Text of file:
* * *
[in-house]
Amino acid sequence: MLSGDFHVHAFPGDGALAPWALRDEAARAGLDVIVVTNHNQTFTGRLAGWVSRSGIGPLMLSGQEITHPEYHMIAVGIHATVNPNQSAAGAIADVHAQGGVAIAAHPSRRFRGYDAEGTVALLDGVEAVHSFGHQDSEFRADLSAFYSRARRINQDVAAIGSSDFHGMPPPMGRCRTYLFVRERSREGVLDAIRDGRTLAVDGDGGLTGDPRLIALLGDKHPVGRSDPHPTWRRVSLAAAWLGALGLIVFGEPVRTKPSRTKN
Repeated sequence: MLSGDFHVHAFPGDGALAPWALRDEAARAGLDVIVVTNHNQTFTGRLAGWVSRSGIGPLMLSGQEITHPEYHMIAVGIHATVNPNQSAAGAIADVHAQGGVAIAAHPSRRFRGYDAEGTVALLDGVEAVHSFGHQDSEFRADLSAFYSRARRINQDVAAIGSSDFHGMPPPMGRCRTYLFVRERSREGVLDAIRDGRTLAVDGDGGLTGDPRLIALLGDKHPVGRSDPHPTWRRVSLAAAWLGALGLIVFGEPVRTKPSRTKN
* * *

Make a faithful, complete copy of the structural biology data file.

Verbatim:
[in-house]
Amino acid sequence: MLSGDFHVHAFPGDGALAPWALRDEAARAGLDVIVVTNHNQTFTGRLAGWVSRSGIGPLMLSGQEITHPEYHMIAVGIHATVNPNQSAAGAIADVHAQGGVAIAAHPSRRFRGYDAEGTVALLDGVEAVHSFGHQDSEFRADLSAFYSRARRINQDVAAIGSSDFHGMPPPMGRCRTYLFVRERSREGVLDAIRDGRTLAVDGDGGLTGDPRLIALLGDKHPVGRSDPHPTWRRVSLAAAWLGALGLIVFGEPVRTKPSRTKN
Repeated sequence: MLSGDFHVHAFPGDGALAPWALRDEAARAGLDVIVVTNHNQTFTGRLAGWVSRSGIGPLMLSGQEITHPEYHMIAVGIHATVNPNQSAAGAIADVHAQGGVAIAAHPSRRFRGYDAEGTVALLDGVEAVHSFGHQDSEFRADLSAFYSRARRINQDVAAIGSSDFHGMPPPMGRCRTYLFVRERSREGVLDAIRDGRTLAVDGDGGLTGDPRLIALLGDKHPVGRSDPHPTWRRVSLAAAWLGALGLIVFGEPVRTKPSRTKN